And now credentialing is spreading to fields that depend primarily on talent, such as writing or painting or music-making. All the training in the world, all the mastery of theory or bodies of knowledge, will not make anyone a good writer or a good painter or a good musician. A course in oil painting may introduce one to the basics of mixing paints--indeed one may become a master in mixing paints as a result of the course--and that knowledge may improve the quality of one's output, but it remains no more than a skill. Properly mixed paints don't create a good painting by themselves. Following the precept that one 'should show and not tell' does not guarantee that what one is being shown is worth reading. A unitary point of view is simply a unitary point of view, not a guarantee of a good story.

It seems to me that many of these courses concentrate on the mastery of techniques. This is understandable--technique can be taught and mastered; talent cannot. A writing instructor may point out to a pupil that his characters are wooden and stereotypical and may even be able to show the writer how he should be thinking about his characters to make them more lifelike. But if the student is tone-deaf psychologically and simply can't understand others, no amount of training will help him overcome this defect. Authors offer stereotypical characters not only because they are lazy and resort to clichés but also because that's how they envision other people.

IMHO, aspiring authors should spend their time reading rather than taking courses.

Saturday, 14 April 2012

Home and the dying

A friend of ours died last week of a condition called Levy's syndrome. It's one of those awful brain and nerve deterioration diseases. It is described as a cross between Parkinson's and Alzheimer's. People who have it lose both motor control and mental abilities. The first apparent symptom, a problem with walking, appeared about two years ago. Within a few months he began forgetting how to do simple tasks, such as how to get water into a drinking glass. The progress of the disease is not constant. Some days he was fine and lucid and relatively in control. Other times he had hallucinations or could barely walk.  Last October, he had to be put in a care home because he needed full-time professional nursing. About two weeks before he died, he lost the ability to swallow and had to be fed through a tube. His white blood cell count was over ten times the normal level, and his kidneys ceased to function.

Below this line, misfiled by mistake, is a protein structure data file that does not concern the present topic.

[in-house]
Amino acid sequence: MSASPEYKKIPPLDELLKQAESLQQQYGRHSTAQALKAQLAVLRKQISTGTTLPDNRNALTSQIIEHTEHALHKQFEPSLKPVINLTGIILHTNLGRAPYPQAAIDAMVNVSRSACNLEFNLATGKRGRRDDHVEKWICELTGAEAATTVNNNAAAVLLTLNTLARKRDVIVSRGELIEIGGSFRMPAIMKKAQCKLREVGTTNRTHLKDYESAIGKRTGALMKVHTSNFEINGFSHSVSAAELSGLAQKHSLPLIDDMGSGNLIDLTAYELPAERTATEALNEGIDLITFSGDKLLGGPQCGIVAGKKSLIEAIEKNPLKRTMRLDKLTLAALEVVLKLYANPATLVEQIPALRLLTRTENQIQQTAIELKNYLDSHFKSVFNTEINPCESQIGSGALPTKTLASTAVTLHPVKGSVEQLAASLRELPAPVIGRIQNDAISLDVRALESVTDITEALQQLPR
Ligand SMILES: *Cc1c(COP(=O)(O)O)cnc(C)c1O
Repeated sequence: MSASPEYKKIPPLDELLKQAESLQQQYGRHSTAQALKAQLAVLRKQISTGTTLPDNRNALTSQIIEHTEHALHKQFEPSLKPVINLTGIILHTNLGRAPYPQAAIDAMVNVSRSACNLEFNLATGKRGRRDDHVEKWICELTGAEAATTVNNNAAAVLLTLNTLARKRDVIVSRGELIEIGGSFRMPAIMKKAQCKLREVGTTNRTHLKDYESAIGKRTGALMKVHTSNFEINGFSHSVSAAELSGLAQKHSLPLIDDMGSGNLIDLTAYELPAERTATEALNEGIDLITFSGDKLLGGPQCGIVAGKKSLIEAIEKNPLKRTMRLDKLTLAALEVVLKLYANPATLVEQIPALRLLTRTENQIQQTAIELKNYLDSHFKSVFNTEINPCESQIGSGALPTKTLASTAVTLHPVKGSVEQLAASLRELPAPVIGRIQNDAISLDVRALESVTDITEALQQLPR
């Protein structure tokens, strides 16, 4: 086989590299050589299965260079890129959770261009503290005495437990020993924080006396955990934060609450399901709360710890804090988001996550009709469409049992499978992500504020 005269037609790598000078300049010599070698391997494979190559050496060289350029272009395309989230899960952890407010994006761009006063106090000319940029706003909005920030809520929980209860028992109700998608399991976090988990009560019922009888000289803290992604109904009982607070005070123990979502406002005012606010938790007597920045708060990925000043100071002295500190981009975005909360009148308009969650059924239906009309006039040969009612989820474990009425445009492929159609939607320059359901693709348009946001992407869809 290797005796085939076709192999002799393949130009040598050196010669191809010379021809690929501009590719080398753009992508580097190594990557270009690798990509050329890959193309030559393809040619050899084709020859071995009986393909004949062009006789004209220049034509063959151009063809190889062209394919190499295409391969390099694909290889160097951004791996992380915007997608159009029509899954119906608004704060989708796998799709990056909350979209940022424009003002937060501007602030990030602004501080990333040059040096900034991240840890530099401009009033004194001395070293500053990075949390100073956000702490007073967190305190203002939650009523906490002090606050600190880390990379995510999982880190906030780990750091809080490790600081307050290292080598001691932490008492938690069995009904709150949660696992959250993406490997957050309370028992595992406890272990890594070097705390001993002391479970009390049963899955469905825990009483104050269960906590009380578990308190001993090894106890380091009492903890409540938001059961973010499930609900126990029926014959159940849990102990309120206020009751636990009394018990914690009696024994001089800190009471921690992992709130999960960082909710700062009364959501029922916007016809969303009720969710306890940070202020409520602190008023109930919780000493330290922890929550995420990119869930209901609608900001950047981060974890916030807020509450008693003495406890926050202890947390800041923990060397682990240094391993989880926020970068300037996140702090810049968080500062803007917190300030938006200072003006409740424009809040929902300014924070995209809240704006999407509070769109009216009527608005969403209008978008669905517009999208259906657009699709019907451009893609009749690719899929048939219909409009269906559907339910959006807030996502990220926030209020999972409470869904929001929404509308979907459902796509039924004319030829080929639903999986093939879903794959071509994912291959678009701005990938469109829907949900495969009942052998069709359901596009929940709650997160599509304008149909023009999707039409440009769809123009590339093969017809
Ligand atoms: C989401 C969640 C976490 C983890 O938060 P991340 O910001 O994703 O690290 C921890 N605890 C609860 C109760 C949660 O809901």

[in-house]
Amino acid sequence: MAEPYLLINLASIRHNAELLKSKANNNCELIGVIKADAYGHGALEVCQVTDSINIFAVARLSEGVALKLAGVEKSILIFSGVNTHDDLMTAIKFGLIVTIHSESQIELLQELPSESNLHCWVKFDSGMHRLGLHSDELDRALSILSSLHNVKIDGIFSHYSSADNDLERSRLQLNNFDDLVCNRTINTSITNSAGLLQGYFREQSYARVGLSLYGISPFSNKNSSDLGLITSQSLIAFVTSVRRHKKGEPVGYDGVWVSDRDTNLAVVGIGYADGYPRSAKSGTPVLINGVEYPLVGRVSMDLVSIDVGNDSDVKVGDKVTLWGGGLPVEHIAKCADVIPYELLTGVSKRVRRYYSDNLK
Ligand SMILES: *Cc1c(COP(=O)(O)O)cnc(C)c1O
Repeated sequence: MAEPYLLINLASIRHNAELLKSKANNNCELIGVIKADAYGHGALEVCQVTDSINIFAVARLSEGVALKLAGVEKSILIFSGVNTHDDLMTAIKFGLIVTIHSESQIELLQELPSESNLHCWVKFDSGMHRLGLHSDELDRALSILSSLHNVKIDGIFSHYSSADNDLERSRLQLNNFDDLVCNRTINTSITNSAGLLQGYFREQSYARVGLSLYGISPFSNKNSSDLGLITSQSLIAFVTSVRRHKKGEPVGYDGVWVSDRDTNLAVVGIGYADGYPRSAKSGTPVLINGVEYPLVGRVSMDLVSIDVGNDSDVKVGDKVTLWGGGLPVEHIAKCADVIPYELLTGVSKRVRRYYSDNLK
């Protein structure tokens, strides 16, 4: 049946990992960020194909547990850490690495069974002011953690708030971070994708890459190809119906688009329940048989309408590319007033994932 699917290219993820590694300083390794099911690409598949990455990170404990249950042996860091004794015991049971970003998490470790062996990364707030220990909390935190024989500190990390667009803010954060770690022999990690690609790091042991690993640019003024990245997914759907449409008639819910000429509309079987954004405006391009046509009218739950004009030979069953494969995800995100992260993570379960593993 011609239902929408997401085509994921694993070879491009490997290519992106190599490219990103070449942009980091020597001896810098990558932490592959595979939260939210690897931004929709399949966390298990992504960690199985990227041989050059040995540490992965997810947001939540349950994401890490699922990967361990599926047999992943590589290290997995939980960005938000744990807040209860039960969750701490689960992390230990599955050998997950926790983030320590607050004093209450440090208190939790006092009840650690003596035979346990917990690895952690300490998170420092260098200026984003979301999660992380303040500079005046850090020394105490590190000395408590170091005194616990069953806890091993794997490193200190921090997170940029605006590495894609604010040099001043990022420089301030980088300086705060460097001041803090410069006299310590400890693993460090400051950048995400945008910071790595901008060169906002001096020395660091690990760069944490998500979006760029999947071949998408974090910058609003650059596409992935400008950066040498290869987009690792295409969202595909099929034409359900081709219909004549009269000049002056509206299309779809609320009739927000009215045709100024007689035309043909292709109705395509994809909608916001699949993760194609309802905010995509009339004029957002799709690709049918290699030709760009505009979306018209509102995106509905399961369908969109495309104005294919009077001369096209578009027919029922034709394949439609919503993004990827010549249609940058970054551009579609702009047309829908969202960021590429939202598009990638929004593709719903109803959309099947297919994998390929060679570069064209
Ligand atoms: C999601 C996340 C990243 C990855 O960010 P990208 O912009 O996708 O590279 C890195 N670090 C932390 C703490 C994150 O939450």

His wife had to make some terrible decisions. When his kidneys failed, she was given the option of dialysis, which would have meant loading her husband into an ambulance, transporting him for nearly an hour to a dialysis centre, and then returning him to the care home in another ambulance. She was told that dialysis is painful and that it would stave off death only by a few days, a week at most. She decided against that. I suspect that, like most of us who have had to care for someone who is dying, she concluded that further treatment would be cruel and that allowing the person to die is the final kindness one can do. That knowledge doesn't make the decision easier.

The doctors and the nurses can only outline the options and try to present them as factually as possible. The standards of their professions don't allow them to counsel allowing the patient to die. Our priests also cannot condone assisted suicide or murder through neglect. Their standards tell them to offer prayer and hope and to counsel acceptance. These professionals' ability to help one decide is limited but they do acquiesce, silently but efficiently, when they feel the decision is right. Friends and relatives can be a bit more open, but the burden always falls on the spouse or children to make the final decision.

All of us know the rationalisations--'It's what he would have wanted,' etc. In truth, guilt and relief go hand-in-hand. It's difficult to avoid that thought that in ending someone else's suffering, we are also ending ours.